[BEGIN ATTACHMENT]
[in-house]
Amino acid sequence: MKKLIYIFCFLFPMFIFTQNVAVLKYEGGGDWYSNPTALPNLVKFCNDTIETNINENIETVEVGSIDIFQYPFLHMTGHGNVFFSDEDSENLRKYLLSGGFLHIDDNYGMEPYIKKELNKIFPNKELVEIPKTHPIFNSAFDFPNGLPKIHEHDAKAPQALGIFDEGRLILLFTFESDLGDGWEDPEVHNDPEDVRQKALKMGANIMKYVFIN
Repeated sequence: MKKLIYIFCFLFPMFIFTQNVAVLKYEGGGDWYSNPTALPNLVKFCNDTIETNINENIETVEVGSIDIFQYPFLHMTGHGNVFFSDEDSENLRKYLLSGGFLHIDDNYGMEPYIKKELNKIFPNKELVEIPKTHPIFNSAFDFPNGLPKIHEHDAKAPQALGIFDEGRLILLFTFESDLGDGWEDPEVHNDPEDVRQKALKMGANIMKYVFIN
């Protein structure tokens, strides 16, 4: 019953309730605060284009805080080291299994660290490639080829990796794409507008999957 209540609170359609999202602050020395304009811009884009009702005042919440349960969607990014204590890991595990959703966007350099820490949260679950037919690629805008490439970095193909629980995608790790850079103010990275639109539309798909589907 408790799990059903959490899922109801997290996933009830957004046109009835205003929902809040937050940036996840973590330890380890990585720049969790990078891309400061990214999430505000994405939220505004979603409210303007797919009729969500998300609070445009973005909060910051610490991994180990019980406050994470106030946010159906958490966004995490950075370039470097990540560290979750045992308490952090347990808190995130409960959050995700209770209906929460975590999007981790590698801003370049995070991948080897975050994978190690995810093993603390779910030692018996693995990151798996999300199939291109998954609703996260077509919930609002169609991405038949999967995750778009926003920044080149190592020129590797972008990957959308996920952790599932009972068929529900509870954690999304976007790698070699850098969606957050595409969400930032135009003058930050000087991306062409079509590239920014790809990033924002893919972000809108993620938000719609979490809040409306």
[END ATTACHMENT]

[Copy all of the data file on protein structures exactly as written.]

[in-house]
Amino acid sequence: MKKLIYIFCFLFPMFIFTQNVAVLKYEGGGDWYSNPTALPNLVKFCNDTIETNINENIETVEVGSIDIFQYPFLHMTGHGNVFFSDEDSENLRKYLLSGGFLHIDDNYGMEPYIKKELNKIFPNKELVEIPKTHPIFNSAFDFPNGLPKIHEHDAKAPQALGIFDEGRLILLFTFESDLGDGWEDPEVHNDPEDVRQKALKMGANIMKYVFIN
Repeated sequence: MKKLIYIFCFLFPMFIFTQNVAVLKYEGGGDWYSNPTALPNLVKFCNDTIETNINENIETVEVGSIDIFQYPFLHMTGHGNVFFSDEDSENLRKYLLSGGFLHIDDNYGMEPYIKKELNKIFPNKELVEIPKTHPIFNSAFDFPNGLPKIHEHDAKAPQALGIFDEGRLILLFTFESDLGDGWEDPEVHNDPEDVRQKALKMGANIMKYVFIN
């Protein structure tokens, strides 16, 4: 019953309730605060284009805080080291299994660290490639080829990796794409507008999957 209540609170359609999202602050020395304009811009884009009702005042919440349960969607990014204590890991595990959703966007350099820490949260679950037919690629805008490439970095193909629980995608790790850079103010990275639109539309798909589907 408790799990059903959490899922109801997290996933009830957004046109009835205003929902809040937050940036996840973590330890380890990585720049969790990078891309400061990214999430505000994405939220505004979603409210303007797919009729969500998300609070445009973005909060910051610490991994180990019980406050994470106030946010159906958490966004995490950075370039470097990540560290979750045992308490952090347990808190995130409960959050995700209770209906929460975590999007981790590698801003370049995070991948080897975050994978190690995810093993603390779910030692018996693995990151798996999300199939291109998954609703996260077509919930609002169609991405038949999967995750778009926003920044080149190592020129590797972008990957959308996920952790599932009972068929529900509870954690999304976007790698070699850098969606957050595409969400930032135009003058930050000087991306062409079509590239920014790809990033924002893919972000809108993620938000719609979490809040409306």